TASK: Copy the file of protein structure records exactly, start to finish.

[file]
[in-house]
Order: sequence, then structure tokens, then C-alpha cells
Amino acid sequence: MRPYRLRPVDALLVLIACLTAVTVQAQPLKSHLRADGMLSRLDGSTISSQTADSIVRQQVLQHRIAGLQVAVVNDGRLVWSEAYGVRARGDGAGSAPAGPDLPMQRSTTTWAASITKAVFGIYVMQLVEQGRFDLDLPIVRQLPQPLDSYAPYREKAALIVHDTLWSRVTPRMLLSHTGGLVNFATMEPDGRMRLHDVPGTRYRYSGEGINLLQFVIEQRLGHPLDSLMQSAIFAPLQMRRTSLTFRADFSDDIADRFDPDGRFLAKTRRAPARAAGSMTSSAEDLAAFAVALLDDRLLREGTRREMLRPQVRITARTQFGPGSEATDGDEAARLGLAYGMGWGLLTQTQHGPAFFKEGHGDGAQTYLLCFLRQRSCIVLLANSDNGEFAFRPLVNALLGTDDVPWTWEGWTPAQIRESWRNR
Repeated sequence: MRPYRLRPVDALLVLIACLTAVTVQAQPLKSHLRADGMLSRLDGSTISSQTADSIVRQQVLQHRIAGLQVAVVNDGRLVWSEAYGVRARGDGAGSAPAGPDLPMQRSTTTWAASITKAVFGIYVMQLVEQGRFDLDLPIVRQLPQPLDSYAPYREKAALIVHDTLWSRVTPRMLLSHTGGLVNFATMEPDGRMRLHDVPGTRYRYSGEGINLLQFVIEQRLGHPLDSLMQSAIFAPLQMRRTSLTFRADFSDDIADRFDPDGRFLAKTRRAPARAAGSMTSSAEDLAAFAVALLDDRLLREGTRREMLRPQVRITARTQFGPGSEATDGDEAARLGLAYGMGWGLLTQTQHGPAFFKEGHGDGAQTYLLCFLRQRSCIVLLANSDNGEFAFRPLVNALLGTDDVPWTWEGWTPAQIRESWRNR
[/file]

[in-house]
Order: sequence, then structure tokens, then C-alpha cells
Amino acid sequence: MRPYRLRPVDALLVLIACLTAVTVQAQPLKSHLRADGMLSRLDGSTISSQTADSIVRQQVLQHRIAGLQVAVVNDGRLVWSEAYGVRARGDGAGSAPAGPDLPMQRSTTTWAASITKAVFGIYVMQLVEQGRFDLDLPIVRQLPQPLDSYAPYREKAALIVHDTLWSRVTPRMLLSHTGGLVNFATMEPDGRMRLHDVPGTRYRYSGEGINLLQFVIEQRLGHPLDSLMQSAIFAPLQMRRTSLTFRADFSDDIADRFDPDGRFLAKTRRAPARAAGSMTSSAEDLAAFAVALLDDRLLREGTRREMLRPQVRITARTQFGPGSEATDGDEAARLGLAYGMGWGLLTQTQHGPAFFKEGHGDGAQTYLLCFLRQRSCIVLLANSDNGEFAFRPLVNALLGTDDVPWTWEGWTPAQIRESWRNR
Repeated sequence: MRPYRLRPVDALLVLIACLTAVTVQAQPLKSHLRADGMLSRLDGSTISSQTADSIVRQQVLQHRIAGLQVAVVNDGRLVWSEAYGVRARGDGAGSAPAGPDLPMQRSTTTWAASITKAVFGIYVMQLVEQGRFDLDLPIVRQLPQPLDSYAPYREKAALIVHDTLWSRVTPRMLLSHTGGLVNFATMEPDGRMRLHDVPGTRYRYSGEGINLLQFVIEQRLGHPLDSLMQSAIFAPLQMRRTSLTFRADFSDDIADRFDPDGRFLAKTRRAPARAAGSMTSSAEDLAAFAVALLDDRLLREGTRREMLRPQVRITARTQFGPGSEATDGDEAARLGLAYGMGWGLLTQTQHGPAFFKEGHGDGAQTYLLCFLRQRSCIVLLANSDNGEFAFRPLVNALLGTDDVPWTWEGWTPAQIRESWRNR